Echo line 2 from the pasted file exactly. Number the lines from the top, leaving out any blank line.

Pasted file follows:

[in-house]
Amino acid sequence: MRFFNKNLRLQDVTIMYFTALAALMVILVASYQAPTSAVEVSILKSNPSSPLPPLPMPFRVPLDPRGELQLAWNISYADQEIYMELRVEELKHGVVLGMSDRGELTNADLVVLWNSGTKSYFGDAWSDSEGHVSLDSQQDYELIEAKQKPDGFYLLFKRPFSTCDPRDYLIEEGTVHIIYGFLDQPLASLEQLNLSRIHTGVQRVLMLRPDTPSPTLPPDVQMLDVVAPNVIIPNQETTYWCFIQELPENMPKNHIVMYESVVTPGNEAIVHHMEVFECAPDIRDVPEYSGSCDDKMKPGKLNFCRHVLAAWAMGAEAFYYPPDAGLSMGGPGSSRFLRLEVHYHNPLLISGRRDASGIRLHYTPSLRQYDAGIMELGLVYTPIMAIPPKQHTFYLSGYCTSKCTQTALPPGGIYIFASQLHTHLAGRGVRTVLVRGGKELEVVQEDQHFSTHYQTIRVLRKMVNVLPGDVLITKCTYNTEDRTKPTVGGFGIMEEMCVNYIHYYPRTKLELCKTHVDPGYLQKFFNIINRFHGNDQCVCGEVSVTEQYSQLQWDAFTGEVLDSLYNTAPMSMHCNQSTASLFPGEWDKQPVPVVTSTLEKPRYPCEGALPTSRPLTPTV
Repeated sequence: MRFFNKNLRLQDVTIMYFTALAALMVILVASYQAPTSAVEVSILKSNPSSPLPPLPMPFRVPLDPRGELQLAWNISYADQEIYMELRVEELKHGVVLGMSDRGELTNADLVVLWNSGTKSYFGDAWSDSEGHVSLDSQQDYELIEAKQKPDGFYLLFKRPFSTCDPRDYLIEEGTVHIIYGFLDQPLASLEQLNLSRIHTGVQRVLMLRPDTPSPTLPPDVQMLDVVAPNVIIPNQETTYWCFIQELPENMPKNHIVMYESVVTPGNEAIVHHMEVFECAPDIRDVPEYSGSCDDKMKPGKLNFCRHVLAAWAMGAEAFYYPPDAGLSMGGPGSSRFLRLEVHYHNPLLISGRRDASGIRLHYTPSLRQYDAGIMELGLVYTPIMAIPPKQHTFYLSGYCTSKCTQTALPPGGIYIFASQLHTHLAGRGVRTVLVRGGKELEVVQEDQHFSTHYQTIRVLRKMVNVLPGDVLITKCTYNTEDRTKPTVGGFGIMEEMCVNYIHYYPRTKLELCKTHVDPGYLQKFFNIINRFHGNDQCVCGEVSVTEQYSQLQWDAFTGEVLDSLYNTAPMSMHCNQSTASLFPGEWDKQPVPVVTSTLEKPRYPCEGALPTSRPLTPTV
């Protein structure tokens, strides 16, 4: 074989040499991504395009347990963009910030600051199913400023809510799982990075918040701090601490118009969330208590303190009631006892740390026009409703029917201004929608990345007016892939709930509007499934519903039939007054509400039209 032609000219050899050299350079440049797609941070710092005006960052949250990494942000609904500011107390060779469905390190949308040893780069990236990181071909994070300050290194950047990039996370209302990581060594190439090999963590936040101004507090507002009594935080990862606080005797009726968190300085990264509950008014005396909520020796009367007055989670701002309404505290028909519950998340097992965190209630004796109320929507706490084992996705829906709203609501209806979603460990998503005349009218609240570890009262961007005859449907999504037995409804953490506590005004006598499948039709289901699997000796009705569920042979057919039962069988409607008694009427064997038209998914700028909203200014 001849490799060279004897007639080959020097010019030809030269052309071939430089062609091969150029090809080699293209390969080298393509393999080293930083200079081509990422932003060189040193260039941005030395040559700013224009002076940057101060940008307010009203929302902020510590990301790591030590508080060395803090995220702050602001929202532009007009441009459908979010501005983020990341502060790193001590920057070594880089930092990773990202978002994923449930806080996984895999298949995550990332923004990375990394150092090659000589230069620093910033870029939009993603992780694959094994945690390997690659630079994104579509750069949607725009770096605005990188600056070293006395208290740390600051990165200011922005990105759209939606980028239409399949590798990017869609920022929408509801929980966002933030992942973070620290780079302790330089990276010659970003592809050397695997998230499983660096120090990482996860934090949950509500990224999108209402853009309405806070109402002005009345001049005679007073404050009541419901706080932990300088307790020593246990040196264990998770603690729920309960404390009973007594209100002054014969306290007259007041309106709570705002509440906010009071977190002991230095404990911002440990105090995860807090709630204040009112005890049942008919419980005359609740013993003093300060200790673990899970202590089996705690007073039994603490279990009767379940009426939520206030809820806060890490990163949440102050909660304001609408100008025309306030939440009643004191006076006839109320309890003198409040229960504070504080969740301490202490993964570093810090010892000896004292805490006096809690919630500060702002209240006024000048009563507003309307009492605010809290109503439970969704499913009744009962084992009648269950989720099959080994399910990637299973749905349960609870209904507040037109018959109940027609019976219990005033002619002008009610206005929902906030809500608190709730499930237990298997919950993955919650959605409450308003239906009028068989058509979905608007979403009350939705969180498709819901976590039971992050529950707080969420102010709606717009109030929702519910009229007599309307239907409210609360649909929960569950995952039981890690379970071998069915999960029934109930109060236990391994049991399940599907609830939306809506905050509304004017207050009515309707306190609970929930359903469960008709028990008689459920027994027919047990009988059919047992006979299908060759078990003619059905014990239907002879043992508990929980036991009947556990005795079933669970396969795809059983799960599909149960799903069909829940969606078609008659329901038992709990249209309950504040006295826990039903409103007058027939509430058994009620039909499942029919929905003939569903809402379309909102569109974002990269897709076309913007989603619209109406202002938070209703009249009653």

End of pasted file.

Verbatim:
Amino acid sequence: MRFFNKNLRLQDVTIMYFTALAALMVILVASYQAPTSAVEVSILKSNPSSPLPPLPMPFRVPLDPRGELQLAWNISYADQEIYMELRVEELKHGVVLGMSDRGELTNADLVVLWNSGTKSYFGDAWSDSEGHVSLDSQQDYELIEAKQKPDGFYLLFKRPFSTCDPRDYLIEEGTVHIIYGFLDQPLASLEQLNLSRIHTGVQRVLMLRPDTPSPTLPPDVQMLDVVAPNVIIPNQETTYWCFIQELPENMPKNHIVMYESVVTPGNEAIVHHMEVFECAPDIRDVPEYSGSCDDKMKPGKLNFCRHVLAAWAMGAEAFYYPPDAGLSMGGPGSSRFLRLEVHYHNPLLISGRRDASGIRLHYTPSLRQYDAGIMELGLVYTPIMAIPPKQHTFYLSGYCTSKCTQTALPPGGIYIFASQLHTHLAGRGVRTVLVRGGKELEVVQEDQHFSTHYQTIRVLRKMVNVLPGDVLITKCTYNTEDRTKPTVGGFGIMEEMCVNYIHYYPRTKLELCKTHVDPGYLQKFFNIINRFHGNDQCVCGEVSVTEQYSQLQWDAFTGEVLDSLYNTAPMSMHCNQSTASLFPGEWDKQPVPVVTSTLEKPRYPCEGALPTSRPLTPTV